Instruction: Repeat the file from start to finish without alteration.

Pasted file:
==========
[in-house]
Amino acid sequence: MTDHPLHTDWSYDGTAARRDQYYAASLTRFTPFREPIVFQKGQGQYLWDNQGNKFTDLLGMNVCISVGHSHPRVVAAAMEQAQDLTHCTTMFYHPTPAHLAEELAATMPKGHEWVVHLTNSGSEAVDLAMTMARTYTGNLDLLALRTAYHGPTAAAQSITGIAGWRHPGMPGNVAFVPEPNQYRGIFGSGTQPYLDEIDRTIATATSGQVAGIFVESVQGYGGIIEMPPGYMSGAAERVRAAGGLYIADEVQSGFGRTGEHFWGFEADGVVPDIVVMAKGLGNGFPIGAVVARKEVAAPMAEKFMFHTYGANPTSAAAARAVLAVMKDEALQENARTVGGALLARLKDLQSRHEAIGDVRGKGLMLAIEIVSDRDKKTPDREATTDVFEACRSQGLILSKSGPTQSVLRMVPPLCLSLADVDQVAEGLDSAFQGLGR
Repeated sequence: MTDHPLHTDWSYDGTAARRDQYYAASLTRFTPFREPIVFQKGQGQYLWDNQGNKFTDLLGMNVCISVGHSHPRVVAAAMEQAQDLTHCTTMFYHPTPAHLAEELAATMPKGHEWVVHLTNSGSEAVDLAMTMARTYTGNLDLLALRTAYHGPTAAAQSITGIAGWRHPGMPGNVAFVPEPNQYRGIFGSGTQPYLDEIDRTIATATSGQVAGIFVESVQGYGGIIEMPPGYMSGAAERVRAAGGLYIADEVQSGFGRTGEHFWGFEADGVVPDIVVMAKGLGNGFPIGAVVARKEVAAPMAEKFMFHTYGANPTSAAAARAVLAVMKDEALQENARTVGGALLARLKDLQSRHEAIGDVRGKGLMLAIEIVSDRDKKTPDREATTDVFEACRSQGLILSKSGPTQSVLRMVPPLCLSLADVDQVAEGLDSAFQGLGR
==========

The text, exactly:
[in-house]
Amino acid sequence: MTDHPLHTDWSYDGTAARRDQYYAASLTRFTPFREPIVFQKGQGQYLWDNQGNKFTDLLGMNVCISVGHSHPRVVAAAMEQAQDLTHCTTMFYHPTPAHLAEELAATMPKGHEWVVHLTNSGSEAVDLAMTMARTYTGNLDLLALRTAYHGPTAAAQSITGIAGWRHPGMPGNVAFVPEPNQYRGIFGSGTQPYLDEIDRTIATATSGQVAGIFVESVQGYGGIIEMPPGYMSGAAERVRAAGGLYIADEVQSGFGRTGEHFWGFEADGVVPDIVVMAKGLGNGFPIGAVVARKEVAAPMAEKFMFHTYGANPTSAAAARAVLAVMKDEALQENARTVGGALLARLKDLQSRHEAIGDVRGKGLMLAIEIVSDRDKKTPDREATTDVFEACRSQGLILSKSGPTQSVLRMVPPLCLSLADVDQVAEGLDSAFQGLGR
Repeated sequence: MTDHPLHTDWSYDGTAARRDQYYAASLTRFTPFREPIVFQKGQGQYLWDNQGNKFTDLLGMNVCISVGHSHPRVVAAAMEQAQDLTHCTTMFYHPTPAHLAEELAATMPKGHEWVVHLTNSGSEAVDLAMTMARTYTGNLDLLALRTAYHGPTAAAQSITGIAGWRHPGMPGNVAFVPEPNQYRGIFGSGTQPYLDEIDRTIATATSGQVAGIFVESVQGYGGIIEMPPGYMSGAAERVRAAGGLYIADEVQSGFGRTGEHFWGFEADGVVPDIVVMAKGLGNGFPIGAVVARKEVAAPMAEKFMFHTYGANPTSAAAARAVLAVMKDEALQENARTVGGALLARLKDLQSRHEAIGDVRGKGLMLAIEIVSDRDKKTPDREATTDVFEACRSQGLILSKSGPTQSVLRMVPPLCLSLADVDQVAEGLDSAFQGLGR